It’s funny how a system that supposedly increases productivity and streamlines communication needs strategies for dealing with communication pile-ups. Heavens knows I’ve fallen prey to email clutter; my inboxes are horrid messes filled with emails that will never be read more than once, messages that I still haven’t replied, ancient discussion threads, and other sins of electronic communication.
Erin (The Unclutterer) highlights some of the most important points I relate to my own clients regarding effective email communication. Her article goes into detail, but I will provide my own summary here.
Of the utmost importance is determining whether or not email is the appropriate medium at all. Very often a huge amount of time gets wasted sending emails back and forth when that same issue could have been resolved with a five minute phone call. Picking up the phone does cause some people anxiety – I’ve written about my own phone anxiety before – but for heaven’s sake, pretend you have a spine and just pick up the phone. It isn’t as scary as you think it is, and will save you time, effort, and stress in the long run.
Next, understand exactly what it is you are email about. Pick one or two specific issues and stick to those topics. If you aren’t certain what it is you are addressing, it might be better to pick up the phone. Maybe you need to sound off on a few different ideas. That’s a perfectly acceptable reason to contact someone, but that process is usually better when done in real time.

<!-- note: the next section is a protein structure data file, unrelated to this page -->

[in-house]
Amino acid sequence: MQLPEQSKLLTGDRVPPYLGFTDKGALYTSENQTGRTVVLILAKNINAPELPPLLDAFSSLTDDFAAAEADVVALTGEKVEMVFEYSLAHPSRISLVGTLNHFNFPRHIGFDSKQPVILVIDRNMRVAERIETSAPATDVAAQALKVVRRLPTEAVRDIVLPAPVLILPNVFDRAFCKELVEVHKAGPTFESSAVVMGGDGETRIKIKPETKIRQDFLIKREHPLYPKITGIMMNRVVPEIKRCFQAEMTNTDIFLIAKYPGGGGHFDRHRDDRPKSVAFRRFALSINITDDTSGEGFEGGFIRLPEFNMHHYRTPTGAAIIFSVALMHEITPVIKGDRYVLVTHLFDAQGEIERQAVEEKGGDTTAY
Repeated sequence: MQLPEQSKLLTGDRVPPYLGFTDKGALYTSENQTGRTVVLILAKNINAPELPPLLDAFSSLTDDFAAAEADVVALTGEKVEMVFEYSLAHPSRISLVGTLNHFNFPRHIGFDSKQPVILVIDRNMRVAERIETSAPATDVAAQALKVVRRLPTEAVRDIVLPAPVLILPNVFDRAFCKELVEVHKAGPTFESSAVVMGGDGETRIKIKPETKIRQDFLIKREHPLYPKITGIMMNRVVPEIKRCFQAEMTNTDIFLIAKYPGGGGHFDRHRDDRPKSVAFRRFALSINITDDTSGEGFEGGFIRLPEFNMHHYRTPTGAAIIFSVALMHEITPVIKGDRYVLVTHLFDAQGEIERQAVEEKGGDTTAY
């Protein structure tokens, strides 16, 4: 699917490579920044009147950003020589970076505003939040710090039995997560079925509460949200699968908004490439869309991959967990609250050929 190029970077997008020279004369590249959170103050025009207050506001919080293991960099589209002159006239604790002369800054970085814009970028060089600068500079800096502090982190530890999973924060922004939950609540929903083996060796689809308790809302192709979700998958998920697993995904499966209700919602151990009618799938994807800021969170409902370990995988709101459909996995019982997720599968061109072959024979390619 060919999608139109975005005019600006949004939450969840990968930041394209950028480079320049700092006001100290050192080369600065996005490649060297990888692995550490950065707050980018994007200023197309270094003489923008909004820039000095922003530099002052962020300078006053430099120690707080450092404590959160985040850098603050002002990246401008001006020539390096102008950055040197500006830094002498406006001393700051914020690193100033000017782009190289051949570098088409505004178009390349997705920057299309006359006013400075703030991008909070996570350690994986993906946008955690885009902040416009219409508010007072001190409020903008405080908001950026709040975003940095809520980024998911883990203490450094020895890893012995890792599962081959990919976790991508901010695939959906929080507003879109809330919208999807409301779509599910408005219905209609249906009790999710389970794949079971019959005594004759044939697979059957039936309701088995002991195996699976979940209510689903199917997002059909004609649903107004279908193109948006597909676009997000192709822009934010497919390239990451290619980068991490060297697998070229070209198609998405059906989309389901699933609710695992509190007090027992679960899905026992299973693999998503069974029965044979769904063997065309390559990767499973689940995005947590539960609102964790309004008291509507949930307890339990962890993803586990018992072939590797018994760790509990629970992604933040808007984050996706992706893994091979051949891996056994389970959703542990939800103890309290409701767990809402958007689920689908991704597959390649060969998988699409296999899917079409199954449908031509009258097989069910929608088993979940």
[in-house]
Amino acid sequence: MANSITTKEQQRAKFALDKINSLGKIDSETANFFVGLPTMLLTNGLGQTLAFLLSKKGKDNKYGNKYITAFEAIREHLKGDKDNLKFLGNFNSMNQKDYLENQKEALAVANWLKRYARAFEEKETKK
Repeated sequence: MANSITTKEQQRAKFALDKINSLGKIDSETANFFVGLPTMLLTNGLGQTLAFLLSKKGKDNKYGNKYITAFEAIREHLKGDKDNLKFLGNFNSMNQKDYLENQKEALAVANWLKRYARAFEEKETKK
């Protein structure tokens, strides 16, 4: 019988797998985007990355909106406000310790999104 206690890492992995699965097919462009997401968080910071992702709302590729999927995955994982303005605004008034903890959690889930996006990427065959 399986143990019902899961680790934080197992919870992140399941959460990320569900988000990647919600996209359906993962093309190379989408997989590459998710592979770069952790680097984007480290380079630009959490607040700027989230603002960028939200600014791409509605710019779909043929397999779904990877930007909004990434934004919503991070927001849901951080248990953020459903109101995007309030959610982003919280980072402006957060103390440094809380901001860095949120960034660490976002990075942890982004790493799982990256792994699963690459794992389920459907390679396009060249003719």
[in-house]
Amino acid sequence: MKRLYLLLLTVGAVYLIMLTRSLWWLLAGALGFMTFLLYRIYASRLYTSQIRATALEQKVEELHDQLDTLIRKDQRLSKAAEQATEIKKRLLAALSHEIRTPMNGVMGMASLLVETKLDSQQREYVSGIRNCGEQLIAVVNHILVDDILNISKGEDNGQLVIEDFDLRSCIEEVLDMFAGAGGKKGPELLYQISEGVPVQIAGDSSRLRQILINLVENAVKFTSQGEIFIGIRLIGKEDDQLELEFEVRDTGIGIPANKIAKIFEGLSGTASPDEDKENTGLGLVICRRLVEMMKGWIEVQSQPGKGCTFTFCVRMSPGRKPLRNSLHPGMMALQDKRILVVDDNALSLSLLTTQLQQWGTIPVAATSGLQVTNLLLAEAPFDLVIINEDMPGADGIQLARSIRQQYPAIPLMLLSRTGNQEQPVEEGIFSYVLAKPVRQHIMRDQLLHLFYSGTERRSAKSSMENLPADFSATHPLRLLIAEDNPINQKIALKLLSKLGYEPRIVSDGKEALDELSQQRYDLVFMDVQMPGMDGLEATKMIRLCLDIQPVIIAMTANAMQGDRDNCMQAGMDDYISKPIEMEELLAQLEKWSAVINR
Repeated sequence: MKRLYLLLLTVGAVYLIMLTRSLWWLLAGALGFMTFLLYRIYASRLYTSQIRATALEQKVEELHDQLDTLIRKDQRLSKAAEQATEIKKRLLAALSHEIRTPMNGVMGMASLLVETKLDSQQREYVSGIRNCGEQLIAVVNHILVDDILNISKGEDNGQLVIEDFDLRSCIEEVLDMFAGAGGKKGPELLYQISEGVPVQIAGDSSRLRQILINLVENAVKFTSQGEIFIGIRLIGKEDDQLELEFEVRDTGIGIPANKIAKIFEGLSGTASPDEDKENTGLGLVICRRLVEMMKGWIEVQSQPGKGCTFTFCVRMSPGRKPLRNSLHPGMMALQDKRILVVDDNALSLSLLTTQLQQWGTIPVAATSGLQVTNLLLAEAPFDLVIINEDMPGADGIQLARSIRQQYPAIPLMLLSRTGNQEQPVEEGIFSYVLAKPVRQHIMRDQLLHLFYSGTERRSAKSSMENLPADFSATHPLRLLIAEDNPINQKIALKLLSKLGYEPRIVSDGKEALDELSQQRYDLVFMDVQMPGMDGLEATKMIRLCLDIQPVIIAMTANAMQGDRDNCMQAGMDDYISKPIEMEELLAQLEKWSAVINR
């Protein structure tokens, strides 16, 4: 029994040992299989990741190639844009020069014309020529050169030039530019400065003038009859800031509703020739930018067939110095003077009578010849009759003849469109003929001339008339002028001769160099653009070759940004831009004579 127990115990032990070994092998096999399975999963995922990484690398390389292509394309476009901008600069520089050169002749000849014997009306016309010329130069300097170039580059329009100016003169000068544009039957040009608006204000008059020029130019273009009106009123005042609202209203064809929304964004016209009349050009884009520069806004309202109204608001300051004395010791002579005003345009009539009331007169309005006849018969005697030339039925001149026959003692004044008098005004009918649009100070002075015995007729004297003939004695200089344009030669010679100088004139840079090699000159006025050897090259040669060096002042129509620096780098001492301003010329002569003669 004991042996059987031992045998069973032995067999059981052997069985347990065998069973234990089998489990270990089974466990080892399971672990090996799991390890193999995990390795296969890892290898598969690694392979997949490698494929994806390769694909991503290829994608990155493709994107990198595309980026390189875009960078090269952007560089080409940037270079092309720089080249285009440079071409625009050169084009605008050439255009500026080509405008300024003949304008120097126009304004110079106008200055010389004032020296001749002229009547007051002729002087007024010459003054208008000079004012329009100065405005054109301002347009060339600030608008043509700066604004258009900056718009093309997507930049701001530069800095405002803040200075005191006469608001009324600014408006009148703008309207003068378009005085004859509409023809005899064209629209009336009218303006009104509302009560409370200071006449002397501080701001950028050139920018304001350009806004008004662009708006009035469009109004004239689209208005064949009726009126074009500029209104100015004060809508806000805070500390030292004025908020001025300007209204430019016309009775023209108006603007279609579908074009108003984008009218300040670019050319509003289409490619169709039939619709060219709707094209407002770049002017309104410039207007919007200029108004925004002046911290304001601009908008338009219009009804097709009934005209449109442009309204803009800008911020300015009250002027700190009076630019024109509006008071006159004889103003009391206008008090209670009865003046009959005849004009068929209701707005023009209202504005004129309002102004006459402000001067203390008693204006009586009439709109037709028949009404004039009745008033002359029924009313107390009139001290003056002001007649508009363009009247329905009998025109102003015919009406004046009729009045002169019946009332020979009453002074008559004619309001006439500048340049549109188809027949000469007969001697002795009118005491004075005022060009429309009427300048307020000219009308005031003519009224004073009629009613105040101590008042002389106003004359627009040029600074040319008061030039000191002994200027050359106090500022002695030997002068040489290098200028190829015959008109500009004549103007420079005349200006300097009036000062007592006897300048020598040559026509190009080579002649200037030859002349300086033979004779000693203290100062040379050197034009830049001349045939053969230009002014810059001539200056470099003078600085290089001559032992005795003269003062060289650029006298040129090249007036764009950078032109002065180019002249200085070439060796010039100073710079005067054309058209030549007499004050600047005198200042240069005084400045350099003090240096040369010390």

Third, keep your email concise and to the point. Unless you are writing a social letter to your friend, don’t use it as an opportunity to chat. When dealing with business, attention and time are valuable commodities, so don’t waste either with pointless pleasantries Be polite, and then show respect to your reader by addressing the issue without needless embellishment or tangents.
Finally, write an adequately descriptive subject line. It is with staggering frequency that I see business emails with no subject line, with banal and unrelated subjects, or even with subject lines that were rendered obsolete several exchanges ago. Your reader should know precisely what it is they will be reading about with a quick glance at the subject line prior to clicking on the email. That way they can plan how they are going to go through their email list and get their head into the correct context before even opening the message. This makes a huge difference in sparing time and energy in our daily communications.
Apologies to Erin for ripping off the subject of her excellent blog post, but the content was so similar to what I cover with my clients that I couldn’t resist bringing it up here again. If you haven’t yet seen the Unclutterer blog, check it out. She has lots of excellent insight into organization that can create a very real difference in both your home and business life.